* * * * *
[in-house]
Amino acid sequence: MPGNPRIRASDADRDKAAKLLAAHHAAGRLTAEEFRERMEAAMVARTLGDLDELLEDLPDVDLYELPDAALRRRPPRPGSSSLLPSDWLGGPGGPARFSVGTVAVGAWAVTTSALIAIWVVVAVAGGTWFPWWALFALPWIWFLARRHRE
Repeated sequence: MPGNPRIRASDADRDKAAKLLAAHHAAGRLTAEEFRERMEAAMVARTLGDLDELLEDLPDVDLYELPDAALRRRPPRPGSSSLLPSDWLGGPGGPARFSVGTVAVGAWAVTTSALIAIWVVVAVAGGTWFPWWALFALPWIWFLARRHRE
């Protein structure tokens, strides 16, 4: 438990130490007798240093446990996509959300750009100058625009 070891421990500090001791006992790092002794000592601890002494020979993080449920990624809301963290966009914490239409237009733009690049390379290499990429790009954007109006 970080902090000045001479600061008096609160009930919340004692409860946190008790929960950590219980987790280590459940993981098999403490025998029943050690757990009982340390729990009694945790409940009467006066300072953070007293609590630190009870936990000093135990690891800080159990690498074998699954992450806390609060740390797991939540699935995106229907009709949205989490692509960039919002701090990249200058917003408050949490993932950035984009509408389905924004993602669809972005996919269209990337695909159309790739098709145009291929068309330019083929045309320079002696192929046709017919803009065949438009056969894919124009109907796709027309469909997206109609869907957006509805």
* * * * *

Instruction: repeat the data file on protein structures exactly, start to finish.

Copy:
[in-house]
Amino acid sequence: MPGNPRIRASDADRDKAAKLLAAHHAAGRLTAEEFRERMEAAMVARTLGDLDELLEDLPDVDLYELPDAALRRRPPRPGSSSLLPSDWLGGPGGPARFSVGTVAVGAWAVTTSALIAIWVVVAVAGGTWFPWWALFALPWIWFLARRHRE
Repeated sequence: MPGNPRIRASDADRDKAAKLLAAHHAAGRLTAEEFRERMEAAMVARTLGDLDELLEDLPDVDLYELPDAALRRRPPRPGSSSLLPSDWLGGPGGPARFSVGTVAVGAWAVTTSALIAIWVVVAVAGGTWFPWWALFALPWIWFLARRHRE
């Protein structure tokens, strides 16, 4: 438990130490007798240093446990996509959300750009100058625009 070891421990500090001791006992790092002794000592601890002494020979993080449920990624809301963290966009914490239409237009733009690049390379290499990429790009954007109006 970080902090000045001479600061008096609160009930919340004692409860946190008790929960950590219980987790280590459940993981098999403490025998029943050690757990009982340390729990009694945790409940009467006066300072953070007293609590630190009870936990000093135990690891800080159990690498074998699954992450806390609060740390797991939540699935995106229907009709949205989490692509960039919002701090990249200058917003408050949490993932950035984009509408389905924004993602669809972005996919269209990337695909159309790739098709145009291929068309330019083929045309320079002696192929046709017919803009065949438009056969894919124009109907796709027309469909997206109609869907957006509805």